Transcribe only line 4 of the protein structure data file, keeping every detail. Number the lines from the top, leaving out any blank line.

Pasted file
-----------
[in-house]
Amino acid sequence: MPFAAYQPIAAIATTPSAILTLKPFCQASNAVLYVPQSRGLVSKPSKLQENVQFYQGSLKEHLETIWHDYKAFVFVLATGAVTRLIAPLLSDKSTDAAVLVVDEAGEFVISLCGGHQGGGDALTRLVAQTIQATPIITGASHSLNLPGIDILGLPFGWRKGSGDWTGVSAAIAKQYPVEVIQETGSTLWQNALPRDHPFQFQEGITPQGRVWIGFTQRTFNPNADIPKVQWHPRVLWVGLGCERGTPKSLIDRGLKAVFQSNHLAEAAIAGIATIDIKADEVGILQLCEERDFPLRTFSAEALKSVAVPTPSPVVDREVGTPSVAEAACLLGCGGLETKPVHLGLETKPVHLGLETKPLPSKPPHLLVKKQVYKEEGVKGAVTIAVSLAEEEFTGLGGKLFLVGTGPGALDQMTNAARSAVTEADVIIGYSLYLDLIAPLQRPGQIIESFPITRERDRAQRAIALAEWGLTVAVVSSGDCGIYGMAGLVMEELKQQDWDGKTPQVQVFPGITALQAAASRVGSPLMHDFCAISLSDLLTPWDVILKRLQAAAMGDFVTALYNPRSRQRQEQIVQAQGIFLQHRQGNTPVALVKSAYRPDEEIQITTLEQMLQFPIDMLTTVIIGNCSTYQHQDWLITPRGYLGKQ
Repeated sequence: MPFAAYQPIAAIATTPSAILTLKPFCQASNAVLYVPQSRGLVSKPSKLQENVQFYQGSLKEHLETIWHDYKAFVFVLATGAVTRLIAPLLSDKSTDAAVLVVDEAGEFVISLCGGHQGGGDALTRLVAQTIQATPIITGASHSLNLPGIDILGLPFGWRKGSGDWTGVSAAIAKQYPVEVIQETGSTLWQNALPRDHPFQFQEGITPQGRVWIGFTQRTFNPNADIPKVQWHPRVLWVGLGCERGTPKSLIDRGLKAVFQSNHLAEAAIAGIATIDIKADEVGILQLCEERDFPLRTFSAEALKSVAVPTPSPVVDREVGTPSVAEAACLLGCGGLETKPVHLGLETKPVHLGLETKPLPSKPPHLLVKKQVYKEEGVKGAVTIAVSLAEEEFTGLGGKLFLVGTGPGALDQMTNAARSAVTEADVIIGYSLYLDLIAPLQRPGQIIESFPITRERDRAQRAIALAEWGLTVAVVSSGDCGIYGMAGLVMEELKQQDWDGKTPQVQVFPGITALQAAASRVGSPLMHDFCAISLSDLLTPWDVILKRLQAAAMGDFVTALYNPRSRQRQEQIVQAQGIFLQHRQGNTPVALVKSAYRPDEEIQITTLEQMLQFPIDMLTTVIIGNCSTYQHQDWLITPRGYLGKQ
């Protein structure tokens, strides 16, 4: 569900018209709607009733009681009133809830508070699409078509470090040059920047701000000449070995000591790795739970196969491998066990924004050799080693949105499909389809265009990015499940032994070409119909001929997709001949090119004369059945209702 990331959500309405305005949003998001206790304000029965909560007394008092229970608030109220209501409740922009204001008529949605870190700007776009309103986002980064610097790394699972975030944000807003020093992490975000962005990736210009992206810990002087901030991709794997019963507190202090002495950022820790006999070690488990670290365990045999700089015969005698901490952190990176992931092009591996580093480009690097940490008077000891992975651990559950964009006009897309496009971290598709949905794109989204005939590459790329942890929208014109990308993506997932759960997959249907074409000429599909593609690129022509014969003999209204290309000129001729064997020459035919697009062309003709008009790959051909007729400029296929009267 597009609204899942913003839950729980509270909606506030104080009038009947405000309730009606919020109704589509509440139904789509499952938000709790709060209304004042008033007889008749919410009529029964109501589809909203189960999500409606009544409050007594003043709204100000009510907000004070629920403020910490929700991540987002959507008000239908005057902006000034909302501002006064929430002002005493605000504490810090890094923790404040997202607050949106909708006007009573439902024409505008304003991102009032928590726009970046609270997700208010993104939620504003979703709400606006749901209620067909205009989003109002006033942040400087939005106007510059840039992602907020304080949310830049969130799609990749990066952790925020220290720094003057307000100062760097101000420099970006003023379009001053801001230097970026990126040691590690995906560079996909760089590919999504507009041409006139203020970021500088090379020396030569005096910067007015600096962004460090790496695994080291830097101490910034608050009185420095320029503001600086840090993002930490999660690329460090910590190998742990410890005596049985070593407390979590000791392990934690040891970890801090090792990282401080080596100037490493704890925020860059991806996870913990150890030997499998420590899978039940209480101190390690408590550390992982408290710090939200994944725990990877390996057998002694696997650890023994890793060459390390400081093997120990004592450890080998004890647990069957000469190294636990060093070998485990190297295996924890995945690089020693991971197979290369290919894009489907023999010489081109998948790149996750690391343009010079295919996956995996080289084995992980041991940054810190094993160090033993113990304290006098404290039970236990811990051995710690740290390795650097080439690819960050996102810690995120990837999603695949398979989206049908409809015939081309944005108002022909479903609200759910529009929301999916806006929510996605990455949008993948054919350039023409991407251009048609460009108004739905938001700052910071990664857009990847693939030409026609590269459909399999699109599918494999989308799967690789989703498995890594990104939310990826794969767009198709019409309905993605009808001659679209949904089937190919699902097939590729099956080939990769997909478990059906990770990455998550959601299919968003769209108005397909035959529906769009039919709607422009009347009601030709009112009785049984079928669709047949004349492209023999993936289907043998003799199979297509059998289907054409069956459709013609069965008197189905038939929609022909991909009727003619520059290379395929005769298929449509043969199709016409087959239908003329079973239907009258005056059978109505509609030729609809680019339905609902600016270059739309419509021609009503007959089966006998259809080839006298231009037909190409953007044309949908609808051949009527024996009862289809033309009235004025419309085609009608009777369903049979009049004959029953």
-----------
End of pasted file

């Protein structure tokens, strides 16, 4: 569900018209709607009733009681009133809830508070699409078509470090040059920047701000000449070995000591790795739970196969491998066990924004050799080693949105499909389809265009990015499940032994070409119909001929997709001949090119004369059945209702 990331959500309405305005949003998001206790304000029965909560007394008092229970608030109220209501409740922009204001008529949605870190700007776009309103986002980064610097790394699972975030944000807003020093992490975000962005990736210009992206810990002087901030991709794997019963507190202090002495950022820790006999070690488990670290365990045999700089015969005698901490952190990176992931092009591996580093480009690097940490008077000891992975651990559950964009006009897309496009971290598709949905794109989204005939590459790329942890929208014109990308993506997932759960997959249907074409000429599909593609690129022509014969003999209204290309000129001729064997020459035919697009062309003709008009790959051909007729400029296929009267 597009609204899942913003839950729980509270909606506030104080009038009947405000309730009606919020109704589509509440139904789509499952938000709790709060209304004042008033007889008749919410009529029964109501589809909203189960999500409606009544409050007594003043709204100000009510907000004070629920403020910490929700991540987002959507008000239908005057902006000034909302501002006064929430002002005493605000504490810090890094923790404040997202607050949106909708006007009573439902024409505008304003991102009032928590726009970046609270997700208010993104939620504003979703709400606006749901209620067909205009989003109002006033942040400087939005106007510059840039992602907020304080949310830049969130799609990749990066952790925020220290720094003057307000100062760097101000420099970006003023379009001053801001230097970026990126040691590690995906560079996909760089590919999504507009041409006139203020970021500088090379020396030569005096910067007015600096962004460090790496695994080291830097101490910034608050009185420095320029503001600086840090993002930490999660690329460090910590190998742990410890005596049985070593407390979590000791392990934690040891970890801090090792990282401080080596100037490493704890925020860059991806996870913990150890030997499998420590899978039940209480101190390690408590550390992982408290710090939200994944725990990877390996057998002694696997650890023994890793060459390390400081093997120990004592450890080998004890647990069957000469190294636990060093070998485990190297295996924890995945690089020693991971197979290369290919894009489907023999010489081109998948790149996750690391343009010079295919996956995996080289084995992980041991940054810190094993160090033993113990304290006098404290039970236990811990051995710690740290390795650097080439690819960050996102810690995120990837999603695949398979989206049908409809015939081309944005108002022909479903609200759910529009929301999916806006929510996605990455949008993948054919350039023409991407251009048609460009108004739905938001700052910071990664857009990847693939030409026609590269459909399999699109599918494999989308799967690789989703498995890594990104939310990826794969767009198709019409309905993605009808001659679209949904089937190919699902097939590729099956080939990769997909478990059906990770990455998550959601299919968003769209108005397909035959529906769009039919709607422009009347009601030709009112009785049984079928669709047949004349492209023999993936289907043998003799199979297509059998289907054409069956459709013609069965008197189905038939929609022909991909009727003619520059290379395929005769298929449509043969199709016409087959239908003329079973239907009258005056059978109505509609030729609809680019339905609902600016270059739309419509021609009503007959089966006998259809080839006298231009037909190409953007044309949908609808051949009527024996009862289809033309009235004025419309085609009608009777369903049979009049004959029953």